March 20, 2011 Leave a comment
By Christa Lawler
Duluth News Tribune
Louie Anderson’s mom was a hoarder. He tried to throw away a paper bag once and she said “What’re we, the Rockefellers?” Then once he was digging in that magic space between the cupboard and refrigerator, the universal spot for housing old brown paper sacks, and he pulled out a bag from Red Owl.
That grocery store had been closed for a decade.
Here Anderson stopped to bust out an impersonation of the infamous owl logo. His elbows jutted up around his ears, a sort of pinched, evil, scrunched face and toothy rodent look. He posed like this for at least 10 fantastic seconds while the 500 plus in the audience at Mitchell Auditorium at the College of St. Scholastica roared.
“I’ve never even seen what that looks like,” Anderson chuckled after he dismounted from the impersonation. It’s a doozy alright, and part of Anderson’s amazing arsenal of looks.
The blond-haired, round-bodied Minnesota native might not be an athlete, but in more than 20 years of contorting his face into slack-jawed wonder and wide-eyed confusion, Anderson remains one of the best at the art of physical comedy. On Friday night he morphed into an antagonistic feline, dissing its owner with a tail and misanthropic eye rolls, and mimed a traveler shuffling through the security maze at the airport in Minneapolis.
Anderson performed an 80-minute show for a crowd comprised mostly of people who understood what it is like to try to read small print and mistake digits in a phone number.
“Is that a W?” he asked. Then: “I can’t read anything smaller than that ‘Egypt’ sign over there,” he said, gesturing in the direction of a neon Exit sign over the door.
Anderson’s show was the clean personal narrative that has earned him comparisons to Bill Cosby — or maybe the favorite uncle you call dibs to sit next to at Thanksgiving dinner. Stories about his mother’s love for butter and the time his father used a charcoal grill to heat up the car so he could start it in the winter. The time young Louie broke the driver’s side door off the family car trying to parallel park — a blunder that his dad fixed by snaking rope between the steering wheel console and the door.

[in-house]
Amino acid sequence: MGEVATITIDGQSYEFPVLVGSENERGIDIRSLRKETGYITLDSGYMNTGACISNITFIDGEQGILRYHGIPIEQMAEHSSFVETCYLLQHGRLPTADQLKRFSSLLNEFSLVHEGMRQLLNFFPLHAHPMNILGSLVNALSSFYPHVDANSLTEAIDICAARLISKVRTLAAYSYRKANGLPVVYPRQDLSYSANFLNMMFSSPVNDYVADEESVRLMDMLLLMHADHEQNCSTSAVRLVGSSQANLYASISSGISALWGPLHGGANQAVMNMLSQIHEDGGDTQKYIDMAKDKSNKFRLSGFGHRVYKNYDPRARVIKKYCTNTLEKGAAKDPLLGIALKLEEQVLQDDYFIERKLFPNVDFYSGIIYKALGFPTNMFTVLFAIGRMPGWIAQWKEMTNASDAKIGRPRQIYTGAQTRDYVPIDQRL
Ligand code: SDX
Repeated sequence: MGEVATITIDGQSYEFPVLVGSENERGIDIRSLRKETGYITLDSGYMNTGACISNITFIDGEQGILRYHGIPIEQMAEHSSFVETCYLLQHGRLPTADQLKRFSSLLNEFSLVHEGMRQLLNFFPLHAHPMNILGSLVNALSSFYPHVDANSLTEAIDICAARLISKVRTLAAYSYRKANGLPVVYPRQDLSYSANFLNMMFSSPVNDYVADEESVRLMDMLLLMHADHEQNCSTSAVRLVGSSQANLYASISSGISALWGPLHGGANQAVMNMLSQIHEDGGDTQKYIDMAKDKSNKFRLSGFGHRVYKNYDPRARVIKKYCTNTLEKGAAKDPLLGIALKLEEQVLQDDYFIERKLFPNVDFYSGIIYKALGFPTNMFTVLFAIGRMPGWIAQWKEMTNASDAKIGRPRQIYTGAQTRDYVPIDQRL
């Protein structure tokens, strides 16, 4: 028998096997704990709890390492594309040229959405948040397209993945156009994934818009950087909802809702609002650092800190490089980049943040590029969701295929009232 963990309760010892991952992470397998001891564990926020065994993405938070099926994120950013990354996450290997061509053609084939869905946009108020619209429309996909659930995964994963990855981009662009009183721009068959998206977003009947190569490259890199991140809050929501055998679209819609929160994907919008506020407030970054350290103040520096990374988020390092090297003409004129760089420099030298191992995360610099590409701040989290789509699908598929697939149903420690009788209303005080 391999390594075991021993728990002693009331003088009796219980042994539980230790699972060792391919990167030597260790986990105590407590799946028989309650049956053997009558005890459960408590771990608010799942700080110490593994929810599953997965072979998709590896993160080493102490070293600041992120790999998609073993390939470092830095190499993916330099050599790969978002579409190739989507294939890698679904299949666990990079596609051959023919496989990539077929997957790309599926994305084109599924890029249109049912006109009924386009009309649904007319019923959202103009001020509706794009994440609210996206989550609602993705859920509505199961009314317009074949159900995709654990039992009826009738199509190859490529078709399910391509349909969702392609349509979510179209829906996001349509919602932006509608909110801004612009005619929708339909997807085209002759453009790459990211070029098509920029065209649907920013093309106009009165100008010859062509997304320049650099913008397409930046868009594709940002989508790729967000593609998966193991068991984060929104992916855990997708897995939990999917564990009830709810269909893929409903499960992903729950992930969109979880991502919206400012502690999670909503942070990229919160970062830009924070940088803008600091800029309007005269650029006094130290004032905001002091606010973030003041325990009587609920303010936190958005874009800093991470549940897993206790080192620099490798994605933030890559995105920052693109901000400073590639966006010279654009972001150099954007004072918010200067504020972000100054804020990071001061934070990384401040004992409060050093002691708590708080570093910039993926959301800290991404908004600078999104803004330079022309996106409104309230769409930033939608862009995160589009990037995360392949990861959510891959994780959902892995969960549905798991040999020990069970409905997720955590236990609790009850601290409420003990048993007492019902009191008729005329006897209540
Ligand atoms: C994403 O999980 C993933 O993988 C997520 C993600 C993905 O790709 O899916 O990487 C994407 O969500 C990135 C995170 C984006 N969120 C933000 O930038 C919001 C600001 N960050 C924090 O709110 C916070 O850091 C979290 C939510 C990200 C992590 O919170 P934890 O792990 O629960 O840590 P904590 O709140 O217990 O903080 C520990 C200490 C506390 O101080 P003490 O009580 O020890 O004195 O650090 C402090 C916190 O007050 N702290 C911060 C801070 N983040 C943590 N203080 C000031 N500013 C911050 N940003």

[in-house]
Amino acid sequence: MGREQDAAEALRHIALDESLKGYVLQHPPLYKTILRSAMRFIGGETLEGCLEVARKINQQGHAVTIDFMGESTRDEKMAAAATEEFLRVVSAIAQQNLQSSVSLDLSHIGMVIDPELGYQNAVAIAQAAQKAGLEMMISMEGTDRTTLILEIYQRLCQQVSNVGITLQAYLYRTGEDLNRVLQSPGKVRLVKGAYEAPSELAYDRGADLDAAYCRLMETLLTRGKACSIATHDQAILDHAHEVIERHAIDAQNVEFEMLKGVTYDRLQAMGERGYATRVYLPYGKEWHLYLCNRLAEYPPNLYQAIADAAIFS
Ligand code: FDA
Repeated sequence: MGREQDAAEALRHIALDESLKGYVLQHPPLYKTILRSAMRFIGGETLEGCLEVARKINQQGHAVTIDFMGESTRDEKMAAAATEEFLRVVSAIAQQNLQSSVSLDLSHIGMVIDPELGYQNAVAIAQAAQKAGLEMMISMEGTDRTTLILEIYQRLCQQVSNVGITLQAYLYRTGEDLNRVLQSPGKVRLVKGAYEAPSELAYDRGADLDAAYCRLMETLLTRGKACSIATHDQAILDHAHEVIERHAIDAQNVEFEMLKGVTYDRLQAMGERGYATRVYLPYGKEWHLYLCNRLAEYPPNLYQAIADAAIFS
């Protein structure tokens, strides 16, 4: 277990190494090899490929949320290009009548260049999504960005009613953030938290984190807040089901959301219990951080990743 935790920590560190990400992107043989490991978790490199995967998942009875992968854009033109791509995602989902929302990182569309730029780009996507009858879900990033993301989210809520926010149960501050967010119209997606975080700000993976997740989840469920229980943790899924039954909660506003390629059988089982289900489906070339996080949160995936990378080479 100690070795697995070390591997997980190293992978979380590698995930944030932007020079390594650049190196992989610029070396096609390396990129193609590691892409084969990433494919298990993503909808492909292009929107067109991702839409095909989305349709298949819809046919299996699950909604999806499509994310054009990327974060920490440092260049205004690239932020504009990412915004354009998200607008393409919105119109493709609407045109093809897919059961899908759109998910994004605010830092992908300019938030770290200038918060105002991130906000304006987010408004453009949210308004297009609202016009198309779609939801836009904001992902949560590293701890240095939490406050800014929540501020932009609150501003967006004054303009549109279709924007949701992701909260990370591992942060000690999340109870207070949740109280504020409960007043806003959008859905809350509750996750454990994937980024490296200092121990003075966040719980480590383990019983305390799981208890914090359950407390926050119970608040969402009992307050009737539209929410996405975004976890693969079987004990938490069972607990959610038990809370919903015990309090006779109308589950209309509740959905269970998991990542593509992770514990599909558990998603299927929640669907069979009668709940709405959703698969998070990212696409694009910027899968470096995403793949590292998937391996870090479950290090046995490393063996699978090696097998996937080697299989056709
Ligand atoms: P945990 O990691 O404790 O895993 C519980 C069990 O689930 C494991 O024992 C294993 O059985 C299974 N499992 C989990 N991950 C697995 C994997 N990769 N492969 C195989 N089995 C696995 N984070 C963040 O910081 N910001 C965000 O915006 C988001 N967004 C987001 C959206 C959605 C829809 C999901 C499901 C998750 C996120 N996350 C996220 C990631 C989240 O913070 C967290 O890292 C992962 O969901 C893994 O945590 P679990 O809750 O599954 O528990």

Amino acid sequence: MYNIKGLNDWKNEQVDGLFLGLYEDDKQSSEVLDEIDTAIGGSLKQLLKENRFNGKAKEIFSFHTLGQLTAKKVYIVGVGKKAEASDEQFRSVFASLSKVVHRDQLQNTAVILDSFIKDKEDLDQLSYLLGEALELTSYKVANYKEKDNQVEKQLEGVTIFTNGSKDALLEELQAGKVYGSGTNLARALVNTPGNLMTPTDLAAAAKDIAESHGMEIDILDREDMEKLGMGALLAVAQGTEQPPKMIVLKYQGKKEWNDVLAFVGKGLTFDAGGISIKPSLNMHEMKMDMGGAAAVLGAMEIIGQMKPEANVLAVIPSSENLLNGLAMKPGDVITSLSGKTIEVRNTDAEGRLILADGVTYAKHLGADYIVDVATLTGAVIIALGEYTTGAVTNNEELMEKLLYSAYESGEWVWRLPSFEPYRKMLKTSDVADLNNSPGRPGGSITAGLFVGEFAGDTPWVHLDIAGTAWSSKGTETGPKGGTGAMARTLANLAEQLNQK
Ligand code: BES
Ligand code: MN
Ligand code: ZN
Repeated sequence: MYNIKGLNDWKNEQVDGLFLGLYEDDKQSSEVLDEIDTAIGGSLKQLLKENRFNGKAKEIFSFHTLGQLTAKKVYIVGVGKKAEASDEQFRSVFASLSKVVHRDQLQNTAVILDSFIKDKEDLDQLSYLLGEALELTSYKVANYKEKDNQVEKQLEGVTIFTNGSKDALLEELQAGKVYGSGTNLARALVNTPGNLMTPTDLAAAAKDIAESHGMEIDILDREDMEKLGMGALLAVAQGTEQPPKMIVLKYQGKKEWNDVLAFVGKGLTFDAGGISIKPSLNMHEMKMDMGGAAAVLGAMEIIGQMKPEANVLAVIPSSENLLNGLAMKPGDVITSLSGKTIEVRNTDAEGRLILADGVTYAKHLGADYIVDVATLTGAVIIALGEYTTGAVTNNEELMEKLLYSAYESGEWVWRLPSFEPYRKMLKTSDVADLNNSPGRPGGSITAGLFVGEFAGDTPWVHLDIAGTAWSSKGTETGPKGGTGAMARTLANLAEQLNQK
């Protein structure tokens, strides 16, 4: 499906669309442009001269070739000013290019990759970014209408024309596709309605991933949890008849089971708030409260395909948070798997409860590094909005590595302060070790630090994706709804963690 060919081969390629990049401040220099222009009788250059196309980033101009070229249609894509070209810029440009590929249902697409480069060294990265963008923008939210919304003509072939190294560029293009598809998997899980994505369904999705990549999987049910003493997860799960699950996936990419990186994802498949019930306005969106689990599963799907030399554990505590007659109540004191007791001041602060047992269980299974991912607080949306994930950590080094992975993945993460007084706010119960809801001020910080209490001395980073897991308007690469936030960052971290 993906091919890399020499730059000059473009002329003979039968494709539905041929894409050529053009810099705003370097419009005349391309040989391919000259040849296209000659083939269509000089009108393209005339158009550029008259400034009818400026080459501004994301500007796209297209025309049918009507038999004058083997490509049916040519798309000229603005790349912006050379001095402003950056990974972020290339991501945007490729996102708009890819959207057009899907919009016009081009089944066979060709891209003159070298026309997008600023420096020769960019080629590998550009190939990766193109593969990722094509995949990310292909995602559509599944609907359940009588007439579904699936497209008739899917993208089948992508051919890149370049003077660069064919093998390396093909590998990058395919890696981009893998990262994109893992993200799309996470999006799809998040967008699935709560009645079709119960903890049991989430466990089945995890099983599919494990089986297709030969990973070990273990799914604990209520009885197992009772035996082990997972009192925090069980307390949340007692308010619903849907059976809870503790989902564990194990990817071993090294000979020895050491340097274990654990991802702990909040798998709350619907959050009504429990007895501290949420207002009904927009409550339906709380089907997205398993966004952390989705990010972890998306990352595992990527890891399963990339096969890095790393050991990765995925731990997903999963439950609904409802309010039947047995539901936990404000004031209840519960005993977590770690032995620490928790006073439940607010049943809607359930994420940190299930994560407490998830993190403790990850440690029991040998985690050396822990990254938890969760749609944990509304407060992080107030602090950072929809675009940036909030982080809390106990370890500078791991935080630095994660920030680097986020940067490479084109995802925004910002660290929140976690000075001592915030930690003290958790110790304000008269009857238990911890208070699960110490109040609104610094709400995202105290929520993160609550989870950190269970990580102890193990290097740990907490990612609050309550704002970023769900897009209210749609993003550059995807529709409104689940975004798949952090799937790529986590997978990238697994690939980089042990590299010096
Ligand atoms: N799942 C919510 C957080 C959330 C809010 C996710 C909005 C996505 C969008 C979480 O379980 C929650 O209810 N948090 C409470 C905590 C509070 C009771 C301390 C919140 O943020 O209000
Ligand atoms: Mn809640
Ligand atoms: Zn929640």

“My mom ate every piece of butter in the Midwest,” and lived
into her 70s. “My dad smoked, he drank, we finally had to kill him when he was 79,” Anderson said.
There was a bit of audience interaction, where he riffed on the feedback. He tossed out questions to Jay, a 50-something in the front row, and expressed amazement at Eric, a 34-year-old also in the front row.
“When I was 34 I could pee from my bed all the way to the toilet,” he said. “The arc on it …”
He got big love from the audience — a standing ovation — passed out a free DVD to an audience member and headed to the lobby for a meet-’n’-greet, touching shoulders and greeting raving fans who had gathered to get pictures with him.
Minneapolis comedian Jason Schommer opened the show with a 15-minute rapid-fire set that he kicked off with a story about how he met Cher in Las Vegas. Embarrassing, he said. She mistook this short-haired curvy dude for her daughter Chastity. He set just the right tone for Anderson’s set with a similar style of humor.
This review was in the March 19 edition of the Duluth (Minn.) News Tribune.